NJ is Flush With Cash. Will You be Getting Any?
New Jersey is in a rather unusual position as final state budget talks are underway this week: the state is flush with cash.
As negotiations between democratic lawmakers and Governor Phil Murphy intensify this week, they are trying to figure out how to spend an extra $10 billion in surplus. Murphy says he is open to giving some of that back to taxpayers in form of property tax relief. Asked about it at during his Monday COVID briefing, Murphy offered no specifics, but said, "If we can find a way, for instance, to plus up the Homestead rebate, count me all in."
Increasing the amount of the Homestead Rebate, however, would leave many New Jersey residents without any relief. Income requirements for the program remain frozen at 2017 levels. The cutoff for benefits is $150,000 for homeowners over the age of 65 and $75,000 for homeowners under 65. The median income in New Jersey is approximately $82,000 per year, so roughly half of the state would see zero relief unless adjustments to eligibility are made.
Republicans in the legislature have been demanding enhanced property tax relief, but have not proposed any specifics plan. The state is already planning to pay $500 rebates in July to married-couple family households with incomes under $150,000 or single-parent households with incomes under $75,000. Democrats agreed to the rebates as part of the law hiking taxes on income over $1 million approved last September.
Demand for a share of the windfall has been loud and strong. Immigrant right's groups want nearly a $1 billion in direct payments to undocumented residents who were not eligible for other forms of pandemic relief. Governor Murphy has indicated support for relief to undocumented residents, but has not committed to an amount of funding. New Jersey Congressman Josh Gottheimer has proposed using some of the pandemic relief funding to incentivize the unemployed to take a job and help end the worsening worker shortage.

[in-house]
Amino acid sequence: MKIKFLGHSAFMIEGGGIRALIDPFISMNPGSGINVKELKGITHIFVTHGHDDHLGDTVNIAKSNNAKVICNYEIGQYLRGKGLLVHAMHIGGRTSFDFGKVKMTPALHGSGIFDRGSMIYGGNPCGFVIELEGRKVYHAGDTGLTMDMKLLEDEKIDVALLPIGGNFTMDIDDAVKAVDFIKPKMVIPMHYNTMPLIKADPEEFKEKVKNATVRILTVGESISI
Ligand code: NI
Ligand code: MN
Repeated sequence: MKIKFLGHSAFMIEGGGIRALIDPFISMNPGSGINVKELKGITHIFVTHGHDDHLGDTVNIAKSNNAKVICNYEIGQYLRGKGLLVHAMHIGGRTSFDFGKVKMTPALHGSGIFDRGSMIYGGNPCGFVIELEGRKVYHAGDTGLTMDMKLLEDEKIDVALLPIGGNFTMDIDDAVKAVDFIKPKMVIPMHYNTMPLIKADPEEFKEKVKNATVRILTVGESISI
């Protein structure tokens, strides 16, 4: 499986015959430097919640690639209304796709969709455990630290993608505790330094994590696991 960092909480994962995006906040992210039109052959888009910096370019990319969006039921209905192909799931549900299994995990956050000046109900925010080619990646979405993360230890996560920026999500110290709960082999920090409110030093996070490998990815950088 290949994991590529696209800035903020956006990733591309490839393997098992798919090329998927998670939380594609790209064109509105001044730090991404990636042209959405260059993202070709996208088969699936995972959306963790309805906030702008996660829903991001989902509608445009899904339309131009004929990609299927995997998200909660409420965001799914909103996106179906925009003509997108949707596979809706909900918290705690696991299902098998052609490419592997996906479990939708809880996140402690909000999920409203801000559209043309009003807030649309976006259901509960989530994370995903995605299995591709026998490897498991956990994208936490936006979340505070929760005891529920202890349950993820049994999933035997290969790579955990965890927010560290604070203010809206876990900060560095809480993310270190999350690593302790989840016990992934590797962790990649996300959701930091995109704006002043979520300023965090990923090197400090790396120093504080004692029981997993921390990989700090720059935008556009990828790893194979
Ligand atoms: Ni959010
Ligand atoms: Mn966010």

After years of running huge budget deficits, the surplus is unusual and somewhat artificial. While tax collections are up over initial projections from the Murphy administration, much of the surplus comes from federal pandemic relief funding and the borrowing of billions of dollars. Murphy claimed the borrowing was necessary to support a budget that was decimated by his shutdown of the New Jersey economy. It turns out that borrowing was not needed, and republicans have accused Murphy of inflating a potential deficit to get the borrowing approved by lawmakers.